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STUDIO: Image Entertainment
RUNNING TIME: 88 Minutes
RATED: Not Rated
• “What Did You Think of the Movie?”
• “I Flunked Adultery”
A surprisingly compelling documentary about a marriage between two ordinary people.
The Block Family
An old couple sits on a couch, talking to each other as their son video tapes them. The couple is Mike and Mina Block. They’ve been married for 54 years. Their son, Doug, asks them if they’ve had a happy marriage. They both nod slowly, and Mina says “Yeah. I guess I love him. I guess he’s okay.” The thing is that she means it…but not in the way that you think.
Filmmaker Doug Block introduces himself as a man who avidly records his family life for posterity. He’s got hours of footage from family gatherings, and afternoons just hanging out with his parents, specifically his mother. The first ten minutes or so of the film establish the relationship he and his mother shared. He is always asking her questions, and kidding around with her. He sets up perfectly that they were obviously very close, and shared a special relationship.
So ten minutes in, when we’re told that Mina Block died of pneumonia, you can tell that it hit Doug very hard. He continues filming, though, and begins following his father around. Their relationship has never been a close one. They barely talk. Doug answers his father’s questions in curt ‘yes’ or ‘no’ answers, it’s a very uncomfortable situation. I thought that maybe the film was going to end up being about the building relationship between father and son. I’ve always been a sucker for those kinds of films so I was on board.
Which is when Doug Block tells us that three months after his mother died; his father (at the ripe age of 85) got married to his secretary, who he’s known for 35 years. Color me surprised.
Block casts his father’s new wife, Carol (who Mike calls "Kitty"), in a cold light. Mike and Carol decide that they’re moving to Florida, and in preparation for the big move, Carol seems eager in throwing out anything that belonged to Mina. Of course Doug doesn’t like that, and neither do we. He throws in footage of her tossing old memorabilia inside boxes carelessly.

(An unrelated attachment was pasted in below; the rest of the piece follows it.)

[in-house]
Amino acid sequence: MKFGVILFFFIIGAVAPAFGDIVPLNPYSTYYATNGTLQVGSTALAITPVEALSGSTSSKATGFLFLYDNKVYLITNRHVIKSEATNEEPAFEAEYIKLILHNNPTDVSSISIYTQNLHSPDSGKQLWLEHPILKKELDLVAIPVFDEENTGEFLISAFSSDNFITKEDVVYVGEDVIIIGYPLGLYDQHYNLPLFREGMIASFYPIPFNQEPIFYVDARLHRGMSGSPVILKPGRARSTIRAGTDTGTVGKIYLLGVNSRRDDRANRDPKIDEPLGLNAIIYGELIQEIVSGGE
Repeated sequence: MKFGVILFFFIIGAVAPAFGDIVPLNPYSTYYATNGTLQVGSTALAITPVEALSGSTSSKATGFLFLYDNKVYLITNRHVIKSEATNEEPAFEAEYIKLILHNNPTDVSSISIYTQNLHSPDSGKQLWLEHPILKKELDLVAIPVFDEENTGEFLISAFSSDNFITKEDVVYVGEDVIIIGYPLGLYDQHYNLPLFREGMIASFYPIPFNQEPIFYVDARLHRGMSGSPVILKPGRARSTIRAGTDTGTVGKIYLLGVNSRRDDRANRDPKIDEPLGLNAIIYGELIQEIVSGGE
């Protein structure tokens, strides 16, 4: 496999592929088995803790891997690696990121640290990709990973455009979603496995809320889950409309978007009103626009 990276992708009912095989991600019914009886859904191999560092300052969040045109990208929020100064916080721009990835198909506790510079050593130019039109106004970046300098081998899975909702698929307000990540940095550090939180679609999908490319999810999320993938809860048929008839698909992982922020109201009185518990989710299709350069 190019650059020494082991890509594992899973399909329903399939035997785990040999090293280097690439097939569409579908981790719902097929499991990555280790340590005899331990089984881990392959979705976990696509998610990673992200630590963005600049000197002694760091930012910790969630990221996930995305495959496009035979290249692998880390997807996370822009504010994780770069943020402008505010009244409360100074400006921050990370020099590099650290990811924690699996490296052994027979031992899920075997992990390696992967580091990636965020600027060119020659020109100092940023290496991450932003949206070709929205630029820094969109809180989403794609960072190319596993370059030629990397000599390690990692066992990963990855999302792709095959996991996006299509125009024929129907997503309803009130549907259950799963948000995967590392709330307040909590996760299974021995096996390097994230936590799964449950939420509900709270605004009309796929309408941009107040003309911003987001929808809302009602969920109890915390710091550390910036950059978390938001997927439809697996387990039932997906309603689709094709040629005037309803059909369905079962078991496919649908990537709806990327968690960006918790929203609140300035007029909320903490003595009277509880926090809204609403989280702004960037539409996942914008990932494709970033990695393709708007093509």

During the move, Mina’s old journals are found. And it’s not just a few notebooks. Huge, 300 page, spiral bound notebooks, enough of them to fill a large filing drawer, are just waiting to be read. Being the family historian, Doug is now tempted with the freedom to read everything she ever wrote over the past 54 years. He goes to a rabbi about it, guilty over what he is about to do. He asks the rabbi what he would do.
"I would read them," says the rabbi.
So he does. And what he finds is shocking to him and us.
Mina has been unhappy for most of the 54 years of her marriage. She fantasizes about her therapist. She mentions a man she had an affair with. She expounds about the joys of marijuana. But most of all, Doug learns that none of it is his father’s fault. His mother had been an angsty teenager all her life, and had done a very good job of covering it up. Somehow she had become a suburban housewife and hated every minute of it.
The footage from the beginning of Mike and Mina sitting on the couch also takes on a new meaning by the end. Their demeanor towards each other is distant and friendly, but certainly not intimate. And Mike eventually tells Doug that when Mina tells him that "She guesses she loves him." and that he’s "Okay" is maybe the nicest compliment he’s ever received from her.
I was fascinated by this family and Doug Block’s ability to throw out more twists and turns as the film progressed. 51 Birch St. is a thought provoking film that raises questions about marriage, happiness, and what people (especially parents) will give up, or commit to, in order to obtain both of those things.
There are a few special features included on the disk. One is called “What did you think of the movie?” and it’s basically another mini-documentary from Doug Block as he interviews family members after the film played at the Toronto Film Festival. It’s a fun, 10 minute piece, getting reactions from people who had no idea that this is what he had up his sleeve the entire time.
The other feature is a little musical number from Mike Block’s brother called “I Flunked Adultery.” He actually sings it in the documentary, but here they’ve turned it into a music video of sorts. It’s amusing, and very odd.
8 out of 10